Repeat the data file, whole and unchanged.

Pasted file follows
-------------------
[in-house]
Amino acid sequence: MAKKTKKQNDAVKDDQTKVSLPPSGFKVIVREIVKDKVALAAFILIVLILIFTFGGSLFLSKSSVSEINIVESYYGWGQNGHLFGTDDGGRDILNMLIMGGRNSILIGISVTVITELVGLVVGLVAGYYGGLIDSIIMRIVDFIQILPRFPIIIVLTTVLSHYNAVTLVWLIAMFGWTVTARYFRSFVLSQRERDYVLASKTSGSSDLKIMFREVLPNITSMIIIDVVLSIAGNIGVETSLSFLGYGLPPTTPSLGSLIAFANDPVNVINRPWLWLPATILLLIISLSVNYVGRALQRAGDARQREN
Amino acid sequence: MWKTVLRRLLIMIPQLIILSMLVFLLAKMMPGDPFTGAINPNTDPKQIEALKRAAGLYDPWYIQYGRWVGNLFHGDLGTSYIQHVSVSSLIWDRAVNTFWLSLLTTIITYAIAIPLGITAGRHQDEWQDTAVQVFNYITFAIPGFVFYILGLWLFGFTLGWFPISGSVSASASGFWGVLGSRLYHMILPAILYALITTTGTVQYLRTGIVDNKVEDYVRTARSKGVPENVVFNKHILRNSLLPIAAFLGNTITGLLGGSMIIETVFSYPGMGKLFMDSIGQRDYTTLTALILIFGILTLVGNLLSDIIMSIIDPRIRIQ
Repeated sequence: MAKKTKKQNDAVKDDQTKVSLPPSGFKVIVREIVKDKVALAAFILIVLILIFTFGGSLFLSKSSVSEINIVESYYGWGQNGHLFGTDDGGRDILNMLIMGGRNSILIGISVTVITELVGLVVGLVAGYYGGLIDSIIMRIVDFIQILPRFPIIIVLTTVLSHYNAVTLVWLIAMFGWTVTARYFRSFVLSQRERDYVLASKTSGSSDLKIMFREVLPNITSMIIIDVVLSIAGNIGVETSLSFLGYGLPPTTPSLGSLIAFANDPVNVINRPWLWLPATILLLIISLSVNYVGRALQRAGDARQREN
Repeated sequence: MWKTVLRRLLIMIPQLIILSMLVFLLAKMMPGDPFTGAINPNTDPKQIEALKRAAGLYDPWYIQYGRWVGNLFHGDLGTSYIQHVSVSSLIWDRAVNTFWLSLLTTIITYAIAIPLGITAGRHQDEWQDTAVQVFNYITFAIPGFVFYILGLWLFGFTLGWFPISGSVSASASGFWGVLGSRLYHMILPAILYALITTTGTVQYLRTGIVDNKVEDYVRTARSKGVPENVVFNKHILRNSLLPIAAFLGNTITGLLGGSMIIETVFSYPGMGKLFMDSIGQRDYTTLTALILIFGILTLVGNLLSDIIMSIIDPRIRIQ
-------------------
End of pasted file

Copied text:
[in-house]
Amino acid sequence: MAKKTKKQNDAVKDDQTKVSLPPSGFKVIVREIVKDKVALAAFILIVLILIFTFGGSLFLSKSSVSEINIVESYYGWGQNGHLFGTDDGGRDILNMLIMGGRNSILIGISVTVITELVGLVVGLVAGYYGGLIDSIIMRIVDFIQILPRFPIIIVLTTVLSHYNAVTLVWLIAMFGWTVTARYFRSFVLSQRERDYVLASKTSGSSDLKIMFREVLPNITSMIIIDVVLSIAGNIGVETSLSFLGYGLPPTTPSLGSLIAFANDPVNVINRPWLWLPATILLLIISLSVNYVGRALQRAGDARQREN
Amino acid sequence: MWKTVLRRLLIMIPQLIILSMLVFLLAKMMPGDPFTGAINPNTDPKQIEALKRAAGLYDPWYIQYGRWVGNLFHGDLGTSYIQHVSVSSLIWDRAVNTFWLSLLTTIITYAIAIPLGITAGRHQDEWQDTAVQVFNYITFAIPGFVFYILGLWLFGFTLGWFPISGSVSASASGFWGVLGSRLYHMILPAILYALITTTGTVQYLRTGIVDNKVEDYVRTARSKGVPENVVFNKHILRNSLLPIAAFLGNTITGLLGGSMIIETVFSYPGMGKLFMDSIGQRDYTTLTALILIFGILTLVGNLLSDIIMSIIDPRIRIQ
Repeated sequence: MAKKTKKQNDAVKDDQTKVSLPPSGFKVIVREIVKDKVALAAFILIVLILIFTFGGSLFLSKSSVSEINIVESYYGWGQNGHLFGTDDGGRDILNMLIMGGRNSILIGISVTVITELVGLVVGLVAGYYGGLIDSIIMRIVDFIQILPRFPIIIVLTTVLSHYNAVTLVWLIAMFGWTVTARYFRSFVLSQRERDYVLASKTSGSSDLKIMFREVLPNITSMIIIDVVLSIAGNIGVETSLSFLGYGLPPTTPSLGSLIAFANDPVNVINRPWLWLPATILLLIISLSVNYVGRALQRAGDARQREN
Repeated sequence: MWKTVLRRLLIMIPQLIILSMLVFLLAKMMPGDPFTGAINPNTDPKQIEALKRAAGLYDPWYIQYGRWVGNLFHGDLGTSYIQHVSVSSLIWDRAVNTFWLSLLTTIITYAIAIPLGITAGRHQDEWQDTAVQVFNYITFAIPGFVFYILGLWLFGFTLGWFPISGSVSASASGFWGVLGSRLYHMILPAILYALITTTGTVQYLRTGIVDNKVEDYVRTARSKGVPENVVFNKHILRNSLLPIAAFLGNTITGLLGGSMIIETVFSYPGMGKLFMDSIGQRDYTTLTALILIFGILTLVGNLLSDIIMSIIDPRIRIQ